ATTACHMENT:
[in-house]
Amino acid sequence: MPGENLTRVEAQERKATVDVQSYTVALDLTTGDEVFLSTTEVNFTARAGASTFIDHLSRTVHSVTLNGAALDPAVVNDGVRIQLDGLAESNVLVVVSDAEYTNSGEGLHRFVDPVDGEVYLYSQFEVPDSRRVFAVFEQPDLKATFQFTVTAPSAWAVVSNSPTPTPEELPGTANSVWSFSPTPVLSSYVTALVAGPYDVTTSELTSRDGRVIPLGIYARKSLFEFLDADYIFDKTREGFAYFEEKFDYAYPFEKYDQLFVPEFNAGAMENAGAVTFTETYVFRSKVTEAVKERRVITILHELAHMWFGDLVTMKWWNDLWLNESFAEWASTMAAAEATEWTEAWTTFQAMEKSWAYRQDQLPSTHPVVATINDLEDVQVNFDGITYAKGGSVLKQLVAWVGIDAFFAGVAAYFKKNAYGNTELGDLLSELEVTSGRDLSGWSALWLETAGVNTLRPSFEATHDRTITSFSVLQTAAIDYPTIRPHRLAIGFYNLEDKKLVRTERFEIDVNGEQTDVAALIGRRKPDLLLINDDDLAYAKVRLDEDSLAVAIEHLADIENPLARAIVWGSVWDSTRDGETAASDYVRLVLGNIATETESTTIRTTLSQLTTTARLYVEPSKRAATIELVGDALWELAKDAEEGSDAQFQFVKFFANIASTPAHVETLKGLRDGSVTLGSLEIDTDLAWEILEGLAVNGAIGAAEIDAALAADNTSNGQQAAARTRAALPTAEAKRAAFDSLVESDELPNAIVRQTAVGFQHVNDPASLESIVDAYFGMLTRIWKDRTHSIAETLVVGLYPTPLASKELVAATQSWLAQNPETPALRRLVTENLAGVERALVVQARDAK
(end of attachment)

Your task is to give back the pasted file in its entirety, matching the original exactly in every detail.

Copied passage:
[in-house]
Amino acid sequence: MPGENLTRVEAQERKATVDVQSYTVALDLTTGDEVFLSTTEVNFTARAGASTFIDHLSRTVHSVTLNGAALDPAVVNDGVRIQLDGLAESNVLVVVSDAEYTNSGEGLHRFVDPVDGEVYLYSQFEVPDSRRVFAVFEQPDLKATFQFTVTAPSAWAVVSNSPTPTPEELPGTANSVWSFSPTPVLSSYVTALVAGPYDVTTSELTSRDGRVIPLGIYARKSLFEFLDADYIFDKTREGFAYFEEKFDYAYPFEKYDQLFVPEFNAGAMENAGAVTFTETYVFRSKVTEAVKERRVITILHELAHMWFGDLVTMKWWNDLWLNESFAEWASTMAAAEATEWTEAWTTFQAMEKSWAYRQDQLPSTHPVVATINDLEDVQVNFDGITYAKGGSVLKQLVAWVGIDAFFAGVAAYFKKNAYGNTELGDLLSELEVTSGRDLSGWSALWLETAGVNTLRPSFEATHDRTITSFSVLQTAAIDYPTIRPHRLAIGFYNLEDKKLVRTERFEIDVNGEQTDVAALIGRRKPDLLLINDDDLAYAKVRLDEDSLAVAIEHLADIENPLARAIVWGSVWDSTRDGETAASDYVRLVLGNIATETESTTIRTTLSQLTTTARLYVEPSKRAATIELVGDALWELAKDAEEGSDAQFQFVKFFANIASTPAHVETLKGLRDGSVTLGSLEIDTDLAWEILEGLAVNGAIGAAEIDAALAADNTSNGQQAAARTRAALPTAEAKRAAFDSLVESDELPNAIVRQTAVGFQHVNDPASLESIVDAYFGMLTRIWKDRTHSIAETLVVGLYPTPLASKELVAATQSWLAQNPETPALRRLVTENLAGVERALVVQARDAK